The year that was…Lucy Mangan looks at the Collins Word of the Year shortlist

Cometh the publication of the 12th edition of the Collins English Dictionary (and I hope you’re all having fun with it, by the way. My favourite discovery so far is “centonate” – having many pieces or patches. I intend to use it instead of “portfolio” – a word for me forever tainted by its association with Peter Mandelson when he was made minister without one so that his dark shadow was free to flit from department to department like a malevolent McCavity, without leaving a trace – from now on to describe my career) cometh (if you’re still with me – my new year’s resolution will as ever be to give up subordinate clauses) the shortlist for Collins’ Word of the Year.

So, who are the entrants, chosen from all the words submitted by you to collinsdictionary.com, any that returned to prominence this year or which made it into the print version of the dictionary, in this contest for logorrheic laurels?

First up, we have “bakeoff”. It was first reliably recorded in 1949 when the US flour manufacturer Pillsbury launched the annual Pillsbury Bake-Off but of course really took off in the UK only in 2010 when Sue Perkins and Mel Giedroyc introduced us to the wonderful world of soggy bottoms, hot baps and good forkings in The Great British Bake Off. More power to their dough-pounding elbows.

Next, there’s “normcore” – a blend of “normal” and “hardcore”, invented by trend collective K-hole and first used in Vogue earlier this year to describe an emergent clothing type characterised by the rejection of (overt) branding and high fashion elements in favour of a more generic, nondescript style. At first I had high hopes that my entire wardrobe had been repositioned at the cutting edge of fashion overnight but it turns out that even such an apparently broad church as normcore refuses to take eight pairs of ill-fitting jeans, three overwashed Primark dresses and 42 pairs of knickers for whom working elastic is but a distant memory to its bosom. Roll on “crapcore”.

After that, we have “Tinder” – the name, as I’m sure if you’re under 30 and currently taking medication for various itches down below you are aware, of the dating app that has done so much to smooth the path to sexual congress and/or erode the boundaries of civilised behaviour and turn the world into a digital Sodom and pixellated Gomorrah. Delete according to taste. And keep taking the tablets. Or applying the creams. Or both, if you’re a dedicated right-swiper.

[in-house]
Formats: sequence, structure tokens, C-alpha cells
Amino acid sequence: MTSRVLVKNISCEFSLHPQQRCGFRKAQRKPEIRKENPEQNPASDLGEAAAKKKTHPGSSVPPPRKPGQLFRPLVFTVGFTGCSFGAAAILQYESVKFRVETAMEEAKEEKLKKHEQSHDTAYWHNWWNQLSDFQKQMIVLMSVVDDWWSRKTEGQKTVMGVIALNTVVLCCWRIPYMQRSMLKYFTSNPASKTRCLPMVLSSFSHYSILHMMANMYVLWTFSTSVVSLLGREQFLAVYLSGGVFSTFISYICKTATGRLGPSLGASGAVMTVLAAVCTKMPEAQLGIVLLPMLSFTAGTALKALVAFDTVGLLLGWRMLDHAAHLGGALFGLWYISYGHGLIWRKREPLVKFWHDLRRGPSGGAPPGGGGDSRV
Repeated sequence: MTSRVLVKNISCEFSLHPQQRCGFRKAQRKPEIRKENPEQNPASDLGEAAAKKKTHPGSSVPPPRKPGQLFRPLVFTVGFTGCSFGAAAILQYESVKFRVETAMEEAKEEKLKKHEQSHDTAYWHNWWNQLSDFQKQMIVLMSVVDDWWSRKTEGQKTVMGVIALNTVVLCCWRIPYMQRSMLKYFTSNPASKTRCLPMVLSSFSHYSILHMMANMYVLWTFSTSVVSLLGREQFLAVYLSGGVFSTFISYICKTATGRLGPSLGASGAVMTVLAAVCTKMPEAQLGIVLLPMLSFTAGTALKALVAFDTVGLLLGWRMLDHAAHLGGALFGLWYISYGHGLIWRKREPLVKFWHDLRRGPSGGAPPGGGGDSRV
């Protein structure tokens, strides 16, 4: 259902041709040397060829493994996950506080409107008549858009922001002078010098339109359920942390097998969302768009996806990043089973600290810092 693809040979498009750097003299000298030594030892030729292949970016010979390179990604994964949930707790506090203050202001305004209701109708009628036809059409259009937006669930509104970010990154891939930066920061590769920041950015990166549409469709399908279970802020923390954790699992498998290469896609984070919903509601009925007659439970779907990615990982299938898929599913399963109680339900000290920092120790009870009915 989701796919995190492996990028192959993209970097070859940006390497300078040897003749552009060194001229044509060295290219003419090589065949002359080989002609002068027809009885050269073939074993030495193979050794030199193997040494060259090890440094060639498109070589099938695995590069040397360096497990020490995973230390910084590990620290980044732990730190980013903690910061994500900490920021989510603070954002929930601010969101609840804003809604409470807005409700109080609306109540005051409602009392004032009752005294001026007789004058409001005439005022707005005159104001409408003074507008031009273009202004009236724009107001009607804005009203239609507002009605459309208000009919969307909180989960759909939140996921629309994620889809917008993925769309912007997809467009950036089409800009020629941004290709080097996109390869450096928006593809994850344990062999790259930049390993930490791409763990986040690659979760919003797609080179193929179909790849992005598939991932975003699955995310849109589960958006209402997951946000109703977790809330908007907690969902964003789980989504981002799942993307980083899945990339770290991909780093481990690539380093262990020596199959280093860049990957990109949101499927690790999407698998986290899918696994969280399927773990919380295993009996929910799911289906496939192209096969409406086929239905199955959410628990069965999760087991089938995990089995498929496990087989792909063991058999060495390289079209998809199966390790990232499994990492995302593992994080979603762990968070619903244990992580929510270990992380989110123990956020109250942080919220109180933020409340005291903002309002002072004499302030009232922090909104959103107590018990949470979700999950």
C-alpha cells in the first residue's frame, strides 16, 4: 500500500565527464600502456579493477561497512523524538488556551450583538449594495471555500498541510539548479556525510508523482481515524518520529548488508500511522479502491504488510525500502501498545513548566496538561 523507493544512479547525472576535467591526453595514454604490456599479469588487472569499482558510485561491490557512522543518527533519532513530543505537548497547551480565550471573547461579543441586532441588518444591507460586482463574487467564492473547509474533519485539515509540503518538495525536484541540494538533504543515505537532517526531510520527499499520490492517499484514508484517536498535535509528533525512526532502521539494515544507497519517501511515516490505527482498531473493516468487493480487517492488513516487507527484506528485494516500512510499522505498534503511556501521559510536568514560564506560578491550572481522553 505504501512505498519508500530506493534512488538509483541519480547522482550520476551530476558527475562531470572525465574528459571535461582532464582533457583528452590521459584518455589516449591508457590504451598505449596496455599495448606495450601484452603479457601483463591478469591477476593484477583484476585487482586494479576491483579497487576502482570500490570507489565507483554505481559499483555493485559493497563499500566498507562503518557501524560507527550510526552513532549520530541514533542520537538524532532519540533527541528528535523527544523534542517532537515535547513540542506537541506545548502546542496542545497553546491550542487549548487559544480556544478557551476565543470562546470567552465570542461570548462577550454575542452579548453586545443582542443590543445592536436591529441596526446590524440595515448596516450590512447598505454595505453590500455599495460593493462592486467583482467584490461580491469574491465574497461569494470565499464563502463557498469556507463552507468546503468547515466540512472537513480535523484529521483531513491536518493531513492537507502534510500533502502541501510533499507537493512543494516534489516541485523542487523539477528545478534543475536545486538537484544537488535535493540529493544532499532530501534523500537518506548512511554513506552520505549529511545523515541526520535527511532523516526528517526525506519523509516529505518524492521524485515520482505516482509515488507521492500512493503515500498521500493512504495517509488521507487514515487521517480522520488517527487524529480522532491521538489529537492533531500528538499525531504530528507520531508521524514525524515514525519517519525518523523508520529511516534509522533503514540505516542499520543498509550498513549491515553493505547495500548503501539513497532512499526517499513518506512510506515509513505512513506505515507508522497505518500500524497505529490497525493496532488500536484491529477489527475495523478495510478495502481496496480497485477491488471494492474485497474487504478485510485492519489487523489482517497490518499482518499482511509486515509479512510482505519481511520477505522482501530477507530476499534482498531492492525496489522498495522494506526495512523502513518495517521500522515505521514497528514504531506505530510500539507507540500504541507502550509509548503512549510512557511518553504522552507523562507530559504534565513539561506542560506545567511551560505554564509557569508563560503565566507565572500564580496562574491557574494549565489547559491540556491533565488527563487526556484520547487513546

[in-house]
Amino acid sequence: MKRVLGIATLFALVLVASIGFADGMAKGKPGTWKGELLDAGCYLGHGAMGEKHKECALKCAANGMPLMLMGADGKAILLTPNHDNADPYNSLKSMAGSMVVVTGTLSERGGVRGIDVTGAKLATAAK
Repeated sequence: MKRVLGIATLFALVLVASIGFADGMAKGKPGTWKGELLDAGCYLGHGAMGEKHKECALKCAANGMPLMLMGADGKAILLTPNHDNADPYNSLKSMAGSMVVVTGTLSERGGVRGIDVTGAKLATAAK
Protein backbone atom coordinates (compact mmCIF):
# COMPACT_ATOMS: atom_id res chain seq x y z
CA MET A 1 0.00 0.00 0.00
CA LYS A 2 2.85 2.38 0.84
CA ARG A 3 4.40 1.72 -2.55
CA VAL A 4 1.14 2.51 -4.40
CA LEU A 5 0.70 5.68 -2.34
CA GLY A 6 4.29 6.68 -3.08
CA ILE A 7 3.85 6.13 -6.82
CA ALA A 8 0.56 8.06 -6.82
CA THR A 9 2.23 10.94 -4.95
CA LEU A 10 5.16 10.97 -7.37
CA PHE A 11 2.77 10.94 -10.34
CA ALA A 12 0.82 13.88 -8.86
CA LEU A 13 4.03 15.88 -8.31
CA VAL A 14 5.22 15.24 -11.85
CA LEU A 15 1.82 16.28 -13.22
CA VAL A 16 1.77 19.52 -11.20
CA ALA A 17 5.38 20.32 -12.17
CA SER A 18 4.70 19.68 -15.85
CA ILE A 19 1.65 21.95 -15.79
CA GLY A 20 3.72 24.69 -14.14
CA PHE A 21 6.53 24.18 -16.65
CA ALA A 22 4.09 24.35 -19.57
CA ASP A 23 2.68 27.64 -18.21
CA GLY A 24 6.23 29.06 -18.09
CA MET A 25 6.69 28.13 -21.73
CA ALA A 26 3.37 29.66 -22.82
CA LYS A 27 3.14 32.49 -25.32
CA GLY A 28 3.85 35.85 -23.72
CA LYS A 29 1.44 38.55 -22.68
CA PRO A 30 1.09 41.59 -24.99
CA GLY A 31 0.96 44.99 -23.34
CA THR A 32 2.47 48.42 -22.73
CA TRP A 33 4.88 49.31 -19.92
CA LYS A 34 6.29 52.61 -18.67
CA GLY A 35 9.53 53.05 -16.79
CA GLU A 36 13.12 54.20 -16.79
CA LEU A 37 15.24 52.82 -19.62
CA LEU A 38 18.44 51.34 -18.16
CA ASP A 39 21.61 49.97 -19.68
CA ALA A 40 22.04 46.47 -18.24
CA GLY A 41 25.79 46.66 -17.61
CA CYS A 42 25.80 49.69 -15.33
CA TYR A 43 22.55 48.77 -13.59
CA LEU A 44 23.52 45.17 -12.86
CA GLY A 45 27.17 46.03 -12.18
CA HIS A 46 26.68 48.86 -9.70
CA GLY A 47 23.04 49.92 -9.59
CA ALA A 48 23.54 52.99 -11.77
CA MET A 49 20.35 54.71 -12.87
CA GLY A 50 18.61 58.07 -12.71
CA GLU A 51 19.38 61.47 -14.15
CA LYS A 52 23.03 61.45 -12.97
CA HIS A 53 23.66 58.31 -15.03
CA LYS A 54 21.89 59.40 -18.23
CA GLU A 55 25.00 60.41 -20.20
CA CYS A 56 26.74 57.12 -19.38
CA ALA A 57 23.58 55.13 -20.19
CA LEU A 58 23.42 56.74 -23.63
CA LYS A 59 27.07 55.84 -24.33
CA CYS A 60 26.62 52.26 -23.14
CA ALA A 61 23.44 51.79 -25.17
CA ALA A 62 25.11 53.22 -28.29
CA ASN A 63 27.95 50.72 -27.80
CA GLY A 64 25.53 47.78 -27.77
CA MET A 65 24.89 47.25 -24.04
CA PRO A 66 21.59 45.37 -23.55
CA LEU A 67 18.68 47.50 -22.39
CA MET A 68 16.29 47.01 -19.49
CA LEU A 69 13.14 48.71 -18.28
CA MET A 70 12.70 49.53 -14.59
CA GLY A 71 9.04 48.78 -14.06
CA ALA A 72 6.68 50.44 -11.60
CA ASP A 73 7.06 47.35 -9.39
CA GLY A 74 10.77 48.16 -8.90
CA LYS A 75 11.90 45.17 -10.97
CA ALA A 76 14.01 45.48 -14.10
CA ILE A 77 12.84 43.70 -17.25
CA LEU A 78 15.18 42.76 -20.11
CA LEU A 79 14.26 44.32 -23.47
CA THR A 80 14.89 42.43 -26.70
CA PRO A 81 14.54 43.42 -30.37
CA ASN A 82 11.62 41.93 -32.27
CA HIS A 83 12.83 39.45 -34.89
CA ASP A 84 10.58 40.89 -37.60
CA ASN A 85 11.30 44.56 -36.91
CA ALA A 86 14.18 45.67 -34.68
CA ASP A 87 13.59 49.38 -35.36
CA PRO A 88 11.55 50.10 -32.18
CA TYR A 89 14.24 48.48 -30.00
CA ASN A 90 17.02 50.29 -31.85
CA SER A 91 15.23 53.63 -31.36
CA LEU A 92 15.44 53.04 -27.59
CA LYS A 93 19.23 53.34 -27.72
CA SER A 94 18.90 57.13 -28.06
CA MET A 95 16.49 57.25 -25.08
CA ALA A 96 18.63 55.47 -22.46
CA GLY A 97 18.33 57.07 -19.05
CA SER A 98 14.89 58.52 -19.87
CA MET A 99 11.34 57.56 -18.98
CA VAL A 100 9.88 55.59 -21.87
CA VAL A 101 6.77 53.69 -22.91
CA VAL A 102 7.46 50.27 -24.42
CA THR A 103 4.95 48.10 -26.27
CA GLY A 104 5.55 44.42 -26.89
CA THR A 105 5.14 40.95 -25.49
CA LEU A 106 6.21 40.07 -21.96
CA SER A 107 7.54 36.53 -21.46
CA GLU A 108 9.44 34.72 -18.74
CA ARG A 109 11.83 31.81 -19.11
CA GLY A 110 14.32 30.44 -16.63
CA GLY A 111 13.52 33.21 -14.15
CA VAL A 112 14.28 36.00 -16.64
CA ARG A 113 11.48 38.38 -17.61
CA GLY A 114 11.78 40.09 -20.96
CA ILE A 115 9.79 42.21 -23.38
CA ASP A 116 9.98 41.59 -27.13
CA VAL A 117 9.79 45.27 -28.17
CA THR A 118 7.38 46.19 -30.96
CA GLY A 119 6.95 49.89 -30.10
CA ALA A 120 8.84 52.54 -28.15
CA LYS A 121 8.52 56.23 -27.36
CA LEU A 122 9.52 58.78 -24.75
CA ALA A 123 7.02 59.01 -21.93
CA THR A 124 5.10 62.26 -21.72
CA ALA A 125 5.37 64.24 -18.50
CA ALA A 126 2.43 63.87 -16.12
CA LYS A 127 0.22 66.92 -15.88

Penultimately, there is “Devo max”, which of course even any Sassenach fule kno came to prominence during the Scottish referendum and refers to the arrangement whereby a central government transfers the maximum amount of power to a regional government while bitterly resenting it and still retaining sovereignty over it.

And finally there is the winner. The victor in 2014’s great vocabulary test is “photobomb” – to intrude into the background of a photo without the subject’s knowledge. The keen-eyed but flint-hearted lexicographers at Collins have been tracking its movements for the last couple of years but found that it never quite made the leap into sufficiently common parlance to deserve inclusion in their semantic smorgasbord. But this was photobomb’s year. It got the royal imprimatur when Prince William did it to Chris Hoy and Prince Harry to the New Zealand rugby coach and the Queen was said to have done it accidentally (which I would argue means she just pulled focus – true photobombing surely requires a degree of intention? Answers on an old-fashioned postcard, please) when she walked into shot behind the Australian women’s hockey team at the Commonwealth Games. And far more importantly it got the celebrity seal of approval. Benedict Cumberbatch photobombed U2 at the Oscars, and there were times this year when you could be forgiven for thinking it was Jennifer Lawrence’s job now, as she photobombed Sarah Jessica Parker, Taylor Swift and Scarlett Johansson and others at various awards ceremonies.

Join me here in two weeks’ time to continue this centonate journey through the latest delights of our ever-changing linguistic landscape.

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